Tuesday, September 28, 2010
Buchholz, Beltre: Some comparisons
By Gordon Edes
CHICAGO -- A couple of history lessons with your late-morning coffee:
Topic I: Clay Buchholz
With one start left in the season, Clay Buchholz has a 2.33 ERA, second in the league to Seattle’s Felix Hernandez (2.31), who is scheduled to pitch Tuesday night for the Mariners. Both pitchers should have one start left this weekend.
Since the start of the live-ball ERA, 1920, only three Red Sox starting pitchers have had a lower ERA (minimum 150 innings): Pedro Martinez (1999, 2000, 2002, and 2003), Roger Clemens (1990) and Tex Hughson (1944). Martinez’s 1.74 ERA in 2000 is lowest.
Since 1990, only four major-league pitchers who were Buchholz’s age or younger had a lower ERA: Hernandez, who is 24 this season; Jake Peavy (2.27); Zack Greinke (2.16); and Martinez (1.90 at age 25). Buchholz turned 26 in August but statistically his age is considered 25, since his birthday came after June 30.
Topic II: Adrian Beltre
Red Sox third baseman Adrian Beltre drove in his 100th run Tuesday night. He is batting .323 with 28 home runs and 101 RBIs, with an OPS (on-base plus slugging) of .926.
How many third basemen since the start of the expansion era, 1961, have batted .320 or better, with 25 or more home runs, 100 or more RBIs, and an OPS of .925 or better?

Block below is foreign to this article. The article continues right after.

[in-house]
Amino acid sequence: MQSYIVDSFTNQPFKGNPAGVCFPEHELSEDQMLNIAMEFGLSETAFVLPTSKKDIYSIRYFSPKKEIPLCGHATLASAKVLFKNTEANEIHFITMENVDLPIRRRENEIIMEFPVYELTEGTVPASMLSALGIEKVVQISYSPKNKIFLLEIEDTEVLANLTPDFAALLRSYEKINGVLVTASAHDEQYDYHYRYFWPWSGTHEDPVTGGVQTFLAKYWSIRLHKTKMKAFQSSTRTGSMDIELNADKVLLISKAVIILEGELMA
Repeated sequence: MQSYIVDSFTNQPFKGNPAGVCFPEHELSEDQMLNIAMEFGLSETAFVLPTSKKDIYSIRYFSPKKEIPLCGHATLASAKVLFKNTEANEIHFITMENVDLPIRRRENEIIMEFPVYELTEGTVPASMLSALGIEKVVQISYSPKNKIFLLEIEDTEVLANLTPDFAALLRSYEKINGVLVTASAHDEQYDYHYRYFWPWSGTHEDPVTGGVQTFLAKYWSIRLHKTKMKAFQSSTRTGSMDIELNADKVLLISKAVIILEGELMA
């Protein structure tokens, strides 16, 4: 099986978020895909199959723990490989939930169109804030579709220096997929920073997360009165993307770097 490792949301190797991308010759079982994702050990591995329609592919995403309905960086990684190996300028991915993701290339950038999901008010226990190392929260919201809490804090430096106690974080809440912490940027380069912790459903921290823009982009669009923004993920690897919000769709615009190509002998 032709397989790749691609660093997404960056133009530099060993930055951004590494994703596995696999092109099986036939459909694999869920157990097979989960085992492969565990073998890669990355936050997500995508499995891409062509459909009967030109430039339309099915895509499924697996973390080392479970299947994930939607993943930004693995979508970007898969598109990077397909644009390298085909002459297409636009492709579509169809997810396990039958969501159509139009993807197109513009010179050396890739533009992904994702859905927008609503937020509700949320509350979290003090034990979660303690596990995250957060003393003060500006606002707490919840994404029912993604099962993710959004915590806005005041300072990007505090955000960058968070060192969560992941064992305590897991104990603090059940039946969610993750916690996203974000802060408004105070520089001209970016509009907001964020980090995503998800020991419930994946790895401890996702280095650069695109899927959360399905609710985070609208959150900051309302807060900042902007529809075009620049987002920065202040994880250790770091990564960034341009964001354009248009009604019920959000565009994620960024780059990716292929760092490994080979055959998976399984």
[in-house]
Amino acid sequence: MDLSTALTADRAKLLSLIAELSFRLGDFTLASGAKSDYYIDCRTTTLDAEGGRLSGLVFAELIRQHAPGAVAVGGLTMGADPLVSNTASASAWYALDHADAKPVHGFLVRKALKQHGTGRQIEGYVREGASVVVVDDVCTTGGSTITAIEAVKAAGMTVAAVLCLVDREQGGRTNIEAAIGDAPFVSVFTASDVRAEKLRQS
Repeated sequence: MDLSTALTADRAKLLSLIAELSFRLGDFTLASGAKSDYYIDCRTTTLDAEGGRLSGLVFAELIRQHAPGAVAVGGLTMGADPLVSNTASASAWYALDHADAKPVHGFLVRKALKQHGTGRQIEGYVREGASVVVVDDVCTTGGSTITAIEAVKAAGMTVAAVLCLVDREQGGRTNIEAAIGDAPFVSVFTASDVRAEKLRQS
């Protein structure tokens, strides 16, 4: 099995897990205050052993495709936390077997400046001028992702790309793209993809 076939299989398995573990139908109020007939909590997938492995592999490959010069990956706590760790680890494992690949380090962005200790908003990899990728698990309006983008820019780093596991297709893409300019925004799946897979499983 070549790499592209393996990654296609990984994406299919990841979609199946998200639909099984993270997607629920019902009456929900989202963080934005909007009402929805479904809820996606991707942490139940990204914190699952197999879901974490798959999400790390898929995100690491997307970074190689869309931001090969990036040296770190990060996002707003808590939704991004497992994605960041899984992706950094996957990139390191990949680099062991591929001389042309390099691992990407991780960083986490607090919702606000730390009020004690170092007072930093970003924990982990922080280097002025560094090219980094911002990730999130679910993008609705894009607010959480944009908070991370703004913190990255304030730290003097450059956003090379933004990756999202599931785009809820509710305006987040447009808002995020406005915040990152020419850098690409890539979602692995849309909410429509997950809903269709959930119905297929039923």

Nine. Three have done it twice: Beltre, Chipper Jones and Miguel Cabrera (who played third for Florida before being moved to first).
The others: David Wright, Garrett Atkins, Melvin Mora, Ken Caminiti, Gary Sheffield and George Brett. Beltre’s OPS is the lowest on the list, but that’s pretty select company, and another reason why Beltre is looking at a big payday.
Ah, but then there’s that vexing question of diminishing returns as a player gets older. Beltre is 31. A-Rod turned 31 in 2007, when his OPS was 1.067. Since then, it has been .965, .933 and its current .855.
Chipper Jones’ OPS was .920 when he was 31. He went .847, .968, 1.005, 1.029 at 35 and 1.044 at age 36 before falling to .818 and .806 the last two seasons.
And let’s throw in a Hall of Fame third baseman, Mike Schmidt. His OPS was 1.080 at 31, before dropping each year to .949, .923 and .919. It was still as high as .936, though, in 1987, when he was 37.
A-Rod, Jones, and Schmidt all remained productive players well into their 30s. Jones was more productive, the other two fell off.